City releases plan for zero traffic deaths

Traffic deaths are preventable. We have the tools and resources to make them stop.

All we need is the will to make it happen.

The city concluded nearly a year of outreach and work to create its first Road Safety Action Plan, which outlines the tools and necessary culture shifts we need in order reach a zero-death reality on Seattle streets. If all of the points in the plan are taken seriously and given the proper resources, it could work, too.

In essence, the report says very little that we didn’t already know. In order to reduce traffic injuries and deaths, we need a combination of education, enforcement, engineering and empathy (they add evaluation to the list of Es). So along with the plan comes a media campaign to teach people the rules of the road and discourage distracted driving and texting.

The plan also includes more targeted emphasis patrols for all road users. However, this process is informed by data showing that by far, the leading cause of collisions between people driving and people on bike and on foot is people driving failing to yield the right of way:

Evidence suggests that speeding emphasis patrols can slightly reduce average speeds on a roadway. However, the results pale in comparison to safe road engineering projects, like the Nickerson rechannelization.

That project has reduced collisions by an impressive 23 percent. The number of people driving more than 10 mph over the speed limit plummeted more than 90 percent. Most of the collisions prevented were auto-on-auto, so people in cars were the biggest beneficiaries of the changes.

Basically, here’s where we are: We know how to reduce collisions, and the city is doing so, though at a glacial pace. Meanwhile, the number of people cycling, walking and taking transit continues to climb.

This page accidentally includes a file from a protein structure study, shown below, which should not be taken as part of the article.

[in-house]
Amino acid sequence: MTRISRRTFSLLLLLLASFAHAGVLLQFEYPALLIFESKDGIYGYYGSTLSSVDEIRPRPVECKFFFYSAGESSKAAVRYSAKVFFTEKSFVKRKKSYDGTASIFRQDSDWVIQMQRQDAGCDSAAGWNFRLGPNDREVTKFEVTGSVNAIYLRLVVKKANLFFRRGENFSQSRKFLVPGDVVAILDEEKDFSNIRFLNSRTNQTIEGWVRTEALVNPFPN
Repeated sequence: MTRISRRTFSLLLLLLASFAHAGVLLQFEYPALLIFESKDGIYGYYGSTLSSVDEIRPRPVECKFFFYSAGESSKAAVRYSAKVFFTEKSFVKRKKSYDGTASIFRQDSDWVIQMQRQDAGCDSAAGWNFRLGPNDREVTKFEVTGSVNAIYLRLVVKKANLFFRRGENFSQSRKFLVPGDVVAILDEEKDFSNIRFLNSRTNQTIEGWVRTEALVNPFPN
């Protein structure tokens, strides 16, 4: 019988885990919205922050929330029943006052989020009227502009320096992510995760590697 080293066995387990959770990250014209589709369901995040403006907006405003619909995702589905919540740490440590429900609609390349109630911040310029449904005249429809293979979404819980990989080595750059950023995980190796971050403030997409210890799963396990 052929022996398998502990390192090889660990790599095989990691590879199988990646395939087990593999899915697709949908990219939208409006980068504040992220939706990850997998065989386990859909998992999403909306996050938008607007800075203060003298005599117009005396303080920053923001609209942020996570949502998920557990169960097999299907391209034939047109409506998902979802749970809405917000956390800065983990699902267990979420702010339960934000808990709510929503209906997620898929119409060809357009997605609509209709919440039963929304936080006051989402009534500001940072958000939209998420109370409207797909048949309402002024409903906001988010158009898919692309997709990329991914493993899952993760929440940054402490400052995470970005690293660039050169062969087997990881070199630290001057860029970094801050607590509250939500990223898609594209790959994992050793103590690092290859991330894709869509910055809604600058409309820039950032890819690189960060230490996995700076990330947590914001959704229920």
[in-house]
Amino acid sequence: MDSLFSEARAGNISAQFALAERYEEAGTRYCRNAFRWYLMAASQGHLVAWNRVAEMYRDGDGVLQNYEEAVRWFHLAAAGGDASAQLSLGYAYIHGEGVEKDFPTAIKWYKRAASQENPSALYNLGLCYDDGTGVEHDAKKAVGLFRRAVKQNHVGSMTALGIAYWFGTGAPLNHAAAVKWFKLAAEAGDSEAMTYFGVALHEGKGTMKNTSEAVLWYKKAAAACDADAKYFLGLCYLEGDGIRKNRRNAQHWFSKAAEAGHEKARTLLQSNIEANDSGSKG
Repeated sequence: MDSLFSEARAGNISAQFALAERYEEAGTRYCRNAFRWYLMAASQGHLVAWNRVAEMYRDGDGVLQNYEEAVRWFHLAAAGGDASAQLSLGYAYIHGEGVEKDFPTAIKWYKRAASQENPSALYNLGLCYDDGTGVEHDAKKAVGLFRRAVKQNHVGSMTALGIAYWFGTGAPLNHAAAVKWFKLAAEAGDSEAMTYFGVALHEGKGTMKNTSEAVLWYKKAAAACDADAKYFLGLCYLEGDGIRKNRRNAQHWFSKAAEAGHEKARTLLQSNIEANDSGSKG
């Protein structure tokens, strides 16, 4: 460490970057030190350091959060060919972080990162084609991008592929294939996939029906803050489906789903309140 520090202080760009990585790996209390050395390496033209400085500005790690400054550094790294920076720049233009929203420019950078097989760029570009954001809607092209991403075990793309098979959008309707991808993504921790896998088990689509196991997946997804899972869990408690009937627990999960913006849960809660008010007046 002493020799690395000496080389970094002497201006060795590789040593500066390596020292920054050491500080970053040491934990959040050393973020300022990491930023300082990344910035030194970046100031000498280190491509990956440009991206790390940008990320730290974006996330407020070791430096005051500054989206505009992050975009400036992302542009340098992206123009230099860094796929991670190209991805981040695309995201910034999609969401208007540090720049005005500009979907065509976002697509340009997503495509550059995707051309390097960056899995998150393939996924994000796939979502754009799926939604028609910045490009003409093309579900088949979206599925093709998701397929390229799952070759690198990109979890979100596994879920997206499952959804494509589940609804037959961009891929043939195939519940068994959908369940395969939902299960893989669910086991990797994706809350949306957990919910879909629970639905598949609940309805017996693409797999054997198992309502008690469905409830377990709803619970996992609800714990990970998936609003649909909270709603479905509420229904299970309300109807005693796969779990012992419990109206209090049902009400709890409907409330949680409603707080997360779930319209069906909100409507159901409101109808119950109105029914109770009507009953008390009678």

We have the means and, now, a clearly stated and data-based goal of making safety our top transportation priority.

For the cost of just the first phase of the Mercer Project, Seattle could have more miles of complete streets with world-class cycle tracks, bus bulbs for transit efficiency and safe crosswalks than Copenhagen. Can you imagine the attention the city would get for being such an inspirational example of ambitious urban investment in safety, sustainability and livability? How many national headlines are we going to get for the Mercer Project?

Add to this the hundreds of millions spent on the Spokane Street Viaduct and the Deep Bore Tunnel (just the city’s portion of the costs), and you can see that we have more than enough money to cure senseless road violence. But we aren’t doing it, choosing other priorities instead.

Now that we’ve gone through this community process, prompted by heartbreaking loss of life on our roads and supported by a data-driven approach, let’s invest some real dollars toward road safety. We might just inspire the nation in the process.

Here’s video of the press conference:

Here’s the full plan:


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